Imagine you’re scaling a rock face, let’s call this particular rock face El Capitan and situate it in Yosemite National Park, California. It’s approximately 3000 feet in height and it’s a difficult climb, actually, it’s vertical. Many climbers have succeeded in climbing El Capitan, but that doesn’t mean that they don’t get scared, especially when they reach the mid-point; the point of no return. There’s a great deal to think about as you scale the sheer granite face; will my ropes hold? Can I trust my co-climbers? Can I trust myself?
Now imagine that you are climbing solo and that you don’t have any ropes, in fact, all you really have is a pair of climbing shoes and a small bag around your waist full of chalk so that you can make sure that your hands stay dry as they begin to sweat. Even if you’re fairly comfortable with heights, there are multiple things to be scared about here, not least of all, plummeting to your death. This might sound pretty unbelievable, but this is exactly what American free-solo climber Alex Hannold did.
Hannold is one of a small group of people who can help inform our understanding of fear and, at the same time, destroy the myths that imply that people like Hannold don’t experience fear. It’s true that they might not experience it the same way as the rest of us, but that doesn’t mean that they don’t get scared, because fear is a natural part of being human. Indeed, during his ascent of El Capitan, Hannold became almost paralysed by fear, fear that was fuelled by self-doubt and what can only be described as an existential crisis. You can watch him in a video available on YouTube (filmed by National Geographic) as he at one point scurries onto a ledge, standing, seemingly unable to move as the cameraman asked him if he’s okay (2:52). The ledge on which he is standing is known as Thank God Ledge, for obvious reasons, and provides the young climber with much-needed reflection time. The problem was that, for Hannold, the only way was up. You can see him try to steady his nerves as he takes a breath, and continues the climb, yet his fear is palpable.
In her book Fear! anthropologist Roanne Van Voorst includes interviews with people just like Hannold; not just free-climbers, but also BASE jumpers and conventional climbers and mountaineers (the kind that use ropes). This includes Alain Robert, or the Spiderman, who free-climbs tall building and national monuments around the world and Dan Goodman, whose climbs include the World Trade Centre and the CN Tower in Toronto, using nothing but self-made suction cups on his hands and feet. Van Voorst is interested in how these extraordinary individuals overcome their fear and how these techniques can be applied to the more usual activities that make up the lives of people with less adventurous proclivities.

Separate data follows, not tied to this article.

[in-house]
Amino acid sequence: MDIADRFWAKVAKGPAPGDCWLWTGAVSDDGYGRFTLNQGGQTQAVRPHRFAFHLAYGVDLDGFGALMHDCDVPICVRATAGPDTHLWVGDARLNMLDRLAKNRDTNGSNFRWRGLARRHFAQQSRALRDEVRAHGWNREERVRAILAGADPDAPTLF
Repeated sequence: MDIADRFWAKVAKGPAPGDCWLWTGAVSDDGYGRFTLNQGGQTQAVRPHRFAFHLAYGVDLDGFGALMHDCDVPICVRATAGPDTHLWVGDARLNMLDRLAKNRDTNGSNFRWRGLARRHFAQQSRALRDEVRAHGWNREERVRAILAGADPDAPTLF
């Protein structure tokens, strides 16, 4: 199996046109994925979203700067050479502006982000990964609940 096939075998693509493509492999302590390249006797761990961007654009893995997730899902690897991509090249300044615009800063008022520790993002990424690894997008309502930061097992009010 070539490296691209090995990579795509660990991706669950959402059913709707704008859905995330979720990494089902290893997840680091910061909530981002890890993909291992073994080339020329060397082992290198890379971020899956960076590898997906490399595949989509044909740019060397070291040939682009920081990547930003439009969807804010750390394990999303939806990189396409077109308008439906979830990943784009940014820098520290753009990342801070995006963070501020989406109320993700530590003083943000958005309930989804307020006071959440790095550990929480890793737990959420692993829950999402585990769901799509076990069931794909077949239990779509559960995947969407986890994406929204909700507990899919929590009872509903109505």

Unsurprisingly, perhaps, the advice that dominates isn’t so dissimilar from the advice one might give anybody suffering from fear and anxiety, whether it be fear of heights or fear of failing; the mechanisms involved aren’t so different. Robert, therefore, points to preparation and admits that some of his most difficult climbs (such as the Montparnasse Tower in Paris) created problems because he didn’t adequately prepare, while also stressing the importance of self-discipline. ‘We [climbers],’ he says, ‘have learned how to stop that fear from turning into overwhelming panic.’ (P.17). The advice we might give to students, therefore, is smilier to that practised by extreme athletes. The differences are that if Robert or Hannold make a mistake, the consequences are much more severe.
While Hannold stresses the importance of intense physical training, he also cites perfecting techniques, mental rehearsal and good old practice as part of his repertoire. This seems like good advice generally; you wouldn’t climb El Capitan without first ensuring that you have honed your skills (where to place your feet, the best way to support your entire body with just four fingers or how to remain focused at the mid-way point of a two-hour climb), just as you wouldn’t sit an exam without having thought about time constraints, time management and composure (and that’s before we’ve got to the content).
Overcoming fear, therefore, is as much about ensuring that we are determined and prepared as it is about learning specific ways of becoming less fearful. Hannold describes fear as a ‘reaction to the past,’ and adds ‘Don’t let it determine your future’ (p.23). In a similar vein, veteran climber Arno Ilgner suggests that too much thinking about the future (what he calls ‘end motivation’) deflects from what is happening in the present (‘now motivation’). This view supports the notion that stress and fear is often the result of thinking about what might happen, rather than what will happen. In our anxious state, we attempt to anticipate future events, an impossible and ultimately futile task; ‘fear of failing originates from focussing our attention to far ahead, in the unknown future.’ (p.47).
We can hopefully see that fear can’t necessarily be overcome (if Hannold is still fearful of heights then we can assume it’s here to stay) but what we can do is develop strategies that help us manage it and to pass that experience to others. This is often the difference between those who bounce back from adverse experiences and those who remain paralysed by it. But fear often stops us from experiencing life more fully and the fear needn’t be associated with climbing a rock face with nothing but your own skill to save you from a potentially life-threatening fall. Fear is everywhere, from attending an interview for the job of a lifetime to visiting a new country and meeting new people. Or, indeed, sitting an exam. Despite the obvious differences, the strategies we use to cope are remarkably similar.